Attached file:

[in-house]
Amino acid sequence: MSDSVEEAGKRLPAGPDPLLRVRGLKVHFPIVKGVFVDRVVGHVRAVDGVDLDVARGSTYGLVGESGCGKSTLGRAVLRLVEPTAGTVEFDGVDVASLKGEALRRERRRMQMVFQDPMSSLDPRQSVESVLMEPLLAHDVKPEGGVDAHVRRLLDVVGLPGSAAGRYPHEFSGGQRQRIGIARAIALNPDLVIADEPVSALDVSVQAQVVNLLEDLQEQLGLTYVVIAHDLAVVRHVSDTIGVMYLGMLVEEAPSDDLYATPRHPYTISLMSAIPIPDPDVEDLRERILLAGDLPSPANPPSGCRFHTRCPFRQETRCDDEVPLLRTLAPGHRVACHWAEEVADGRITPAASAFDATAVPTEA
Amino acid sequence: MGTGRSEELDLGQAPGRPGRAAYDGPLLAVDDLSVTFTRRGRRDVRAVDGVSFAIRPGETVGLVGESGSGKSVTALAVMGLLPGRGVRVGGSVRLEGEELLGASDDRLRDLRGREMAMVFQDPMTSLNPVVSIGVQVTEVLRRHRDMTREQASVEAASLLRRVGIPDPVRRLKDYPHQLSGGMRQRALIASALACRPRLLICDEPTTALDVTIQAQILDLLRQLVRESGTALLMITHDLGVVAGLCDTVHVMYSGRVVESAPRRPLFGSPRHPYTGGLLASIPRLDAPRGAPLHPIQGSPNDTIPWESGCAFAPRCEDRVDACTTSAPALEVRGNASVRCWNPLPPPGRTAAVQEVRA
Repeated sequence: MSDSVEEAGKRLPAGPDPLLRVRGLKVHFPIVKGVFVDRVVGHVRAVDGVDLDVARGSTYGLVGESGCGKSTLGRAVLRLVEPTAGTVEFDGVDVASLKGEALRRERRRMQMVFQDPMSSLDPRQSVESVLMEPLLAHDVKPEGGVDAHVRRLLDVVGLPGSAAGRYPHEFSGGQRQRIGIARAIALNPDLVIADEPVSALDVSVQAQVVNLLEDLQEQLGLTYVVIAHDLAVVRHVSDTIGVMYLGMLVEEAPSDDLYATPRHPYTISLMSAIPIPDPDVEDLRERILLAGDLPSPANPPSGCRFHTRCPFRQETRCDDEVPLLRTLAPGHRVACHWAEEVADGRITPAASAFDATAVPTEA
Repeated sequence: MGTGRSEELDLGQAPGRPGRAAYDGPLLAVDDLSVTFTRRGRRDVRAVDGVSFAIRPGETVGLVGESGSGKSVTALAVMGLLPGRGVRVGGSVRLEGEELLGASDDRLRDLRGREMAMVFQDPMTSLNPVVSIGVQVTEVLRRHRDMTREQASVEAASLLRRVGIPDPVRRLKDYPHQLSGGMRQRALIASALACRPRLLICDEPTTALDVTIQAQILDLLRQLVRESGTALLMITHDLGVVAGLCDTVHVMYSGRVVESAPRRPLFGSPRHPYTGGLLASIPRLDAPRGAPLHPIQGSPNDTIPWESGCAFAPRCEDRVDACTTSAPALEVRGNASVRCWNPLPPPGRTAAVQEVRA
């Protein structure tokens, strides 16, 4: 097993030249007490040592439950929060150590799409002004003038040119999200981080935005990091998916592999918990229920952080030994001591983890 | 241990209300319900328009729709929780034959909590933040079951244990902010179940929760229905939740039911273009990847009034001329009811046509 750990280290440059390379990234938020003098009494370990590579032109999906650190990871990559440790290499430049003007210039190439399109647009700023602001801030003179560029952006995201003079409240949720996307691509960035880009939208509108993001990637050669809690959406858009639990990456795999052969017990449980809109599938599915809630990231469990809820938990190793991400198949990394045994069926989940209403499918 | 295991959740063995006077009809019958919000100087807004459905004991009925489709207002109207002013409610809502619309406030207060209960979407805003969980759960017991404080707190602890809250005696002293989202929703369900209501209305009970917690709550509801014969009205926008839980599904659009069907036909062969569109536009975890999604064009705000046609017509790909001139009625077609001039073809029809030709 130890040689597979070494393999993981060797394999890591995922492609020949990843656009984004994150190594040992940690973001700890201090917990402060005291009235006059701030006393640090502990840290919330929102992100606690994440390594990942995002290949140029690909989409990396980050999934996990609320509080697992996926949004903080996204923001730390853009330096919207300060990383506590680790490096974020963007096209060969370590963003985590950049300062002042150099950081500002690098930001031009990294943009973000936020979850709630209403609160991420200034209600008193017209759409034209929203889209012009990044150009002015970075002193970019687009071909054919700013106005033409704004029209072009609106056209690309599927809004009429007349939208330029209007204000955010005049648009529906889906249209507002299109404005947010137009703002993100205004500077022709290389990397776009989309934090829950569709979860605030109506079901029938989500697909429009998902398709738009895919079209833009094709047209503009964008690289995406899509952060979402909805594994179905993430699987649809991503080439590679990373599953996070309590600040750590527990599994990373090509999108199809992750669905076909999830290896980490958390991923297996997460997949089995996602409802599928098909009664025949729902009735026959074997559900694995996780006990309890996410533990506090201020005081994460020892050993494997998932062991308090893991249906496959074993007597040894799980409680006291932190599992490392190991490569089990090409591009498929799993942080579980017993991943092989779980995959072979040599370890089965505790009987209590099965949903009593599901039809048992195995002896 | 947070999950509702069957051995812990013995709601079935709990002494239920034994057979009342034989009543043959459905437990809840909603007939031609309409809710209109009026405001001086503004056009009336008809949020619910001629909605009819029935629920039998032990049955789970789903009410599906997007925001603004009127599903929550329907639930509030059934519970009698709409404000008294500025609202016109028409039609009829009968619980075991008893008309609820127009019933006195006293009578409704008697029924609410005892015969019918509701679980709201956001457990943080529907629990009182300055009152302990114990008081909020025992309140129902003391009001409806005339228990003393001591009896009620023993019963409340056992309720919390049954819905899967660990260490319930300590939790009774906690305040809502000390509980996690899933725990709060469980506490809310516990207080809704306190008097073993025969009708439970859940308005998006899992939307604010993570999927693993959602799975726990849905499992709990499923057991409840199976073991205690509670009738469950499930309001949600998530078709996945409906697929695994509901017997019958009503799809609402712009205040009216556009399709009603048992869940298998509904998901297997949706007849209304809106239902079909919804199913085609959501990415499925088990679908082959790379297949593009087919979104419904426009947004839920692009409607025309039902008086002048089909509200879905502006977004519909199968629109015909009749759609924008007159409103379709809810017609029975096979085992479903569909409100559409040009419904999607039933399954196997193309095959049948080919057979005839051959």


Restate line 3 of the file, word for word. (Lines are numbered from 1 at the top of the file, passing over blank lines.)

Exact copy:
Amino acid sequence: MGTGRSEELDLGQAPGRPGRAAYDGPLLAVDDLSVTFTRRGRRDVRAVDGVSFAIRPGETVGLVGESGSGKSVTALAVMGLLPGRGVRVGGSVRLEGEELLGASDDRLRDLRGREMAMVFQDPMTSLNPVVSIGVQVTEVLRRHRDMTREQASVEAASLLRRVGIPDPVRRLKDYPHQLSGGMRQRALIASALACRPRLLICDEPTTALDVTIQAQILDLLRQLVRESGTALLMITHDLGVVAGLCDTVHVMYSGRVVESAPRRPLFGSPRHPYTGGLLASIPRLDAPRGAPLHPIQGSPNDTIPWESGCAFAPRCEDRVDACTTSAPALEVRGNASVRCWNPLPPPGRTAAVQEVRA